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If AVB goes, who comes?

Andre Villas Boas is struggling at Chelsea. The players are rebelling against his authority, at least some of them are, whilst results too are not happening according to his designs and wishes. Even the fans have started to turn against him, in the last match the Stamford Bridge support even called for his head and yearned aloud for a Jose Mourinho return. The only relevant support Andre Villas Boas has, besides himself, seems to be from Roman Abramovich, the most important man of them all at Chelsea. So long as Andre Villas Boas maintains the support of his employer then what everybody else thinks is of little importance. But, as we all know, football club chairman can change their mind without a moments notice and so long as results continue to not arrive as expected then Andre Villas Boas is always on the precipice. So, the question is, if Andre Villas Boas goes, who comes?

Carlo Ancelotti, one high profile manager currently unemployed, is an option but he was, after all, sacked from Stamford Bridge just a season ago. Roman Abramovich, the Russian tycoon, is unlikely to return to this road previously travelled. Guus Hiddink, another former Chelsea manager, has recently taken a post in Russia, and a well remunerated one at that. The Dutchman might have been an option but now, with huge amounts of compensation likely to be involved, he is an unlikely candidate. There is Rafael Benitez, a UEFA European Champions League winner with Liverpool. He was a nemesis for Chelsea during his time at Anfield and has a decent track record, from his time at Valencia and Liverpool, although the CV was somewhat soured by a bad experience at Internazionale Milan. What’s more, the type of football Rafael Benitez plays is probably not the type of football that Roman Abramovich is believed to want to see at Stamford Bridge. Arsene Wenger, a surprise suggestion, might well be on his way out of Arsenal, considering the pressure he is under and his continued inability to turn results around, but his method of management, slow development and minimal investment, is not quite in keeping with Roman Abramovich’s legacy at Chelsea so far, although the Russian owner might appreciate a change of style.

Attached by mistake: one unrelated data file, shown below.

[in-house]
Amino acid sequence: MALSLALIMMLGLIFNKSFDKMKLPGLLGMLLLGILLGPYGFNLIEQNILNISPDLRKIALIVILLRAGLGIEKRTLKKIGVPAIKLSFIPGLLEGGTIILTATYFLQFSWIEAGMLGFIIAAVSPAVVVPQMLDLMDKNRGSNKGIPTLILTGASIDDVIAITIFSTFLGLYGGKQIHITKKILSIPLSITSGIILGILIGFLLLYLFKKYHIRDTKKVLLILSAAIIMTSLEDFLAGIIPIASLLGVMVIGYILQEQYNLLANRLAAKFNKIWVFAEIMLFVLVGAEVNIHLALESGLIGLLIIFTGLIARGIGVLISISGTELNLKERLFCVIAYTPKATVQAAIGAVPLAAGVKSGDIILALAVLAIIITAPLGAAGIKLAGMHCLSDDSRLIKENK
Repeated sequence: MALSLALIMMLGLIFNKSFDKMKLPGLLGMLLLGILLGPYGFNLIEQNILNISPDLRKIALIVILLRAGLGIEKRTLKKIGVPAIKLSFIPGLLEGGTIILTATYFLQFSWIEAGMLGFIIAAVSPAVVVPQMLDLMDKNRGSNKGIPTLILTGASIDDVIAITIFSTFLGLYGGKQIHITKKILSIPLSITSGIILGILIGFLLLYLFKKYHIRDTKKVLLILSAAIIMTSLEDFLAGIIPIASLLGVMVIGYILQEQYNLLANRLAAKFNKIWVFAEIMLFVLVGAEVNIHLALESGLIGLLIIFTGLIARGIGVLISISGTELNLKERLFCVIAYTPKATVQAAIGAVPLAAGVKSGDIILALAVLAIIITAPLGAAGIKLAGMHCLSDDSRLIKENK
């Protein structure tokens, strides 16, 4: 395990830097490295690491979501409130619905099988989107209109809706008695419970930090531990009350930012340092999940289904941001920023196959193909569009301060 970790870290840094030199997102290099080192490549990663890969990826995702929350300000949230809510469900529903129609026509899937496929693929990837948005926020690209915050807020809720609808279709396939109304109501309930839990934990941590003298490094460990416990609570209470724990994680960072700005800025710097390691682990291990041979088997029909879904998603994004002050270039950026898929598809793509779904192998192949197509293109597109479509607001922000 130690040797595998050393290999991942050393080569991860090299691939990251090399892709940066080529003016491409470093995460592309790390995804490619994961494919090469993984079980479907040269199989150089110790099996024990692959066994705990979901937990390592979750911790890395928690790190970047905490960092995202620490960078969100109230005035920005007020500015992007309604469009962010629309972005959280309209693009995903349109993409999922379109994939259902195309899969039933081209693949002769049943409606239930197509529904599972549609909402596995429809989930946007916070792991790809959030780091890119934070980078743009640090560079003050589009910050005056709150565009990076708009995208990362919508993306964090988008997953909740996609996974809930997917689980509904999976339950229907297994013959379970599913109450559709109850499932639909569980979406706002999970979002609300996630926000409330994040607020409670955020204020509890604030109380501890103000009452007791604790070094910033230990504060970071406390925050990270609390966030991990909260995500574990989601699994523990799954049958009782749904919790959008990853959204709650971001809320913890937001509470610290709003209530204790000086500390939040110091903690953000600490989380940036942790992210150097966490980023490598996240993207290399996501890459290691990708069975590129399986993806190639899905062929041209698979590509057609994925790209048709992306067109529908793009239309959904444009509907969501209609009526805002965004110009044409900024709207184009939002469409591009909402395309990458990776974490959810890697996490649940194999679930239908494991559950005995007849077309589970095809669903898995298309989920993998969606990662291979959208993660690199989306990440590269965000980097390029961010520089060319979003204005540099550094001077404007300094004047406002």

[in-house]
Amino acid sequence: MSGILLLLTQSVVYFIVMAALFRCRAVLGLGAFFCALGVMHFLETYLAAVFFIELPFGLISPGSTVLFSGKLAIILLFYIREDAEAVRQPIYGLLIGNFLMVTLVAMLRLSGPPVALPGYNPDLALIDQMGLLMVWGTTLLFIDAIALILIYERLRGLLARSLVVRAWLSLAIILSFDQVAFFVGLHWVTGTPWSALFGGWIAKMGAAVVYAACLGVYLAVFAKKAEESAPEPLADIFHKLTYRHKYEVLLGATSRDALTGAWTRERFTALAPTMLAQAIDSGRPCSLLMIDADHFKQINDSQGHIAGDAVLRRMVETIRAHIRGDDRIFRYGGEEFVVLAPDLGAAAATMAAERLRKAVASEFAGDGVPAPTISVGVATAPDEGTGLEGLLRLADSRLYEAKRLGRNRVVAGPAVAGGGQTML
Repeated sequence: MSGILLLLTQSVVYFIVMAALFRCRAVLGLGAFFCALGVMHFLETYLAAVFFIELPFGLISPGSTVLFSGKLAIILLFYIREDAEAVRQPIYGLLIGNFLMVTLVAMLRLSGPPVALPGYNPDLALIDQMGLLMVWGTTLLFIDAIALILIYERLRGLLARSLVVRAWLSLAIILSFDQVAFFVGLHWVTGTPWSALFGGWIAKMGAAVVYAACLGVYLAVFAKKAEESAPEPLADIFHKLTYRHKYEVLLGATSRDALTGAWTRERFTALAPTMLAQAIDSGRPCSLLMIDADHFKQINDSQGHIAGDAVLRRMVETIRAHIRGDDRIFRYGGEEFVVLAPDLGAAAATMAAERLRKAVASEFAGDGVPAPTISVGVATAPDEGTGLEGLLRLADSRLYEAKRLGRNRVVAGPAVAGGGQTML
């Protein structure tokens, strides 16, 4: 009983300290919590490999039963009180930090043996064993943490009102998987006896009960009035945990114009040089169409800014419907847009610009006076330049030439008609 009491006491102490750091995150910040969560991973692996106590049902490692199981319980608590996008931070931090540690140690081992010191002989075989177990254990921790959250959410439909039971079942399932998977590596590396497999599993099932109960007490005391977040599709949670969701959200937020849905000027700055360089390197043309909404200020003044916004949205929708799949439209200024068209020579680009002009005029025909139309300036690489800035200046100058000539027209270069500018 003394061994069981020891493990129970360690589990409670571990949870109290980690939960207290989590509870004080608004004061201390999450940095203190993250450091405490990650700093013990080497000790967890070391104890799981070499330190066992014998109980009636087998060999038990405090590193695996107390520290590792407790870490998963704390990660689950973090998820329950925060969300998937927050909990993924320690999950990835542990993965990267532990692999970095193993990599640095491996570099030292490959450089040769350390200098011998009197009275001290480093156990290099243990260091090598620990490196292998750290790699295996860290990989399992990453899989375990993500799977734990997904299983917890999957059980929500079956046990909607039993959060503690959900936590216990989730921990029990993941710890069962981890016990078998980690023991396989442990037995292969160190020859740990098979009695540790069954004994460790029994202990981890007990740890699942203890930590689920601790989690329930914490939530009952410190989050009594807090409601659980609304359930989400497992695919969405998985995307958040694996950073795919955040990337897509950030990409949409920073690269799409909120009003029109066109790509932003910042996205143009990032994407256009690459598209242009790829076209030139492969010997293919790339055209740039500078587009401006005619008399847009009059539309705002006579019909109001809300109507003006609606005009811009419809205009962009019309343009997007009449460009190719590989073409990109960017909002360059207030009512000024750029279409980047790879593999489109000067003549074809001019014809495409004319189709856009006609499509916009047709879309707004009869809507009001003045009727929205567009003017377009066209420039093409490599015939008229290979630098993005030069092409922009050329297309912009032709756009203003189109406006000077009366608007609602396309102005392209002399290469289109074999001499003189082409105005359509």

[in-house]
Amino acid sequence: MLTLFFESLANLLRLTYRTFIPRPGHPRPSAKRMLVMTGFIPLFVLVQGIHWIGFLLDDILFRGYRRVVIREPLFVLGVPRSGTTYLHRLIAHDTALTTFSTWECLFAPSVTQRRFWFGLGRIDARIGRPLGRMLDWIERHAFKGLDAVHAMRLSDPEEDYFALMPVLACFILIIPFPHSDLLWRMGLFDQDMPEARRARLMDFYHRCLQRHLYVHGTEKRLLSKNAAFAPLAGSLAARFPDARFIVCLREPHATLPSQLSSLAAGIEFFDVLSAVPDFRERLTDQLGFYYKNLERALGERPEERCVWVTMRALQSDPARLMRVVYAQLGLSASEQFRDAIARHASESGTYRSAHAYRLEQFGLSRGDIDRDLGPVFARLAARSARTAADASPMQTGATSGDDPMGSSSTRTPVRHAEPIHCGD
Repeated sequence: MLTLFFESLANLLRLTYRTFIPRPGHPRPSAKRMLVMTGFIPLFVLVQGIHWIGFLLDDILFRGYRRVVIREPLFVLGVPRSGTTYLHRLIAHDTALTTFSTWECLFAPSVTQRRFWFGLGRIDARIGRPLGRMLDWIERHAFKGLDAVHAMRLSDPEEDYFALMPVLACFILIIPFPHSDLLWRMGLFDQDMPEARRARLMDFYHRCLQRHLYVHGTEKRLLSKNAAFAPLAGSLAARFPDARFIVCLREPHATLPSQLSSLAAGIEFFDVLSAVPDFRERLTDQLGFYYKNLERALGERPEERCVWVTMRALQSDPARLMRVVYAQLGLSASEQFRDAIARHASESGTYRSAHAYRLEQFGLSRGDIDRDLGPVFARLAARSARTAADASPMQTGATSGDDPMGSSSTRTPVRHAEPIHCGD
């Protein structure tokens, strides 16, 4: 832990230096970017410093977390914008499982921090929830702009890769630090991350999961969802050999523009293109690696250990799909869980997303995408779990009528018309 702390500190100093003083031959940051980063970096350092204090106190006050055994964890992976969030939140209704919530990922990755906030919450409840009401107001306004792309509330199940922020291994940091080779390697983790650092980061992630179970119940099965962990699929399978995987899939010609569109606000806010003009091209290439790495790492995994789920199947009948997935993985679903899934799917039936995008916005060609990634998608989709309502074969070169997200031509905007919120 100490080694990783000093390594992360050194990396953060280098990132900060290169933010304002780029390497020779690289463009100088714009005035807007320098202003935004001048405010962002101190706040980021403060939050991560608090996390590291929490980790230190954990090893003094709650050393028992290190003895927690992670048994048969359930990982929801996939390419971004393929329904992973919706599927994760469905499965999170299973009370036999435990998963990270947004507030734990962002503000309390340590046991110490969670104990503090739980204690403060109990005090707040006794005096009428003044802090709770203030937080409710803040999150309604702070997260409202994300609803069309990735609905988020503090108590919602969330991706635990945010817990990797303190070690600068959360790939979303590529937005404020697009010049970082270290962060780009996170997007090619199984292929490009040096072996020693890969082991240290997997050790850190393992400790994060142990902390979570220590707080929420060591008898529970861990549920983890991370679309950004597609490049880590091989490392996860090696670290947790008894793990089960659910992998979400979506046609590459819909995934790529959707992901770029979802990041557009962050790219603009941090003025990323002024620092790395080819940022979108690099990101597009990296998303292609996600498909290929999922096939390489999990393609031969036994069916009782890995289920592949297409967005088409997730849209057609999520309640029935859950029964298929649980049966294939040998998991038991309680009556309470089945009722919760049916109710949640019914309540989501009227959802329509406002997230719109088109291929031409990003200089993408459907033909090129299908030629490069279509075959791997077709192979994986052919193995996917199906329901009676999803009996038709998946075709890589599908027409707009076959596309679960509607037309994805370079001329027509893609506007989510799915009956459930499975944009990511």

Other options, like Brendan Rodgers or Paul Lambert, doing stellar work at Swansea City and Norwich City, respectively, are unlikely just because they lack the experience of older managers in much the same way that the current incumbent, Andre Villas Boas, does. It would be a case of replacing one promising novice with another. And so,all in all, it appears that there are not too many obvious managerial candidates if Andre Villas Boas is removed or leaves his Chelsea post. Fabio Capello, now no longer with England, is one option. How Roman Abramovich will feel about the elderly Italian, nobody knows. Thus, we conclude, that Chelsea are likely to stick with the Portuguese tactician currently in charge for a quite a while yet. Not because of his performance, which has been relatively poor, but because of his potential and the reality that there is a genuine dearth of obvious replacements available.

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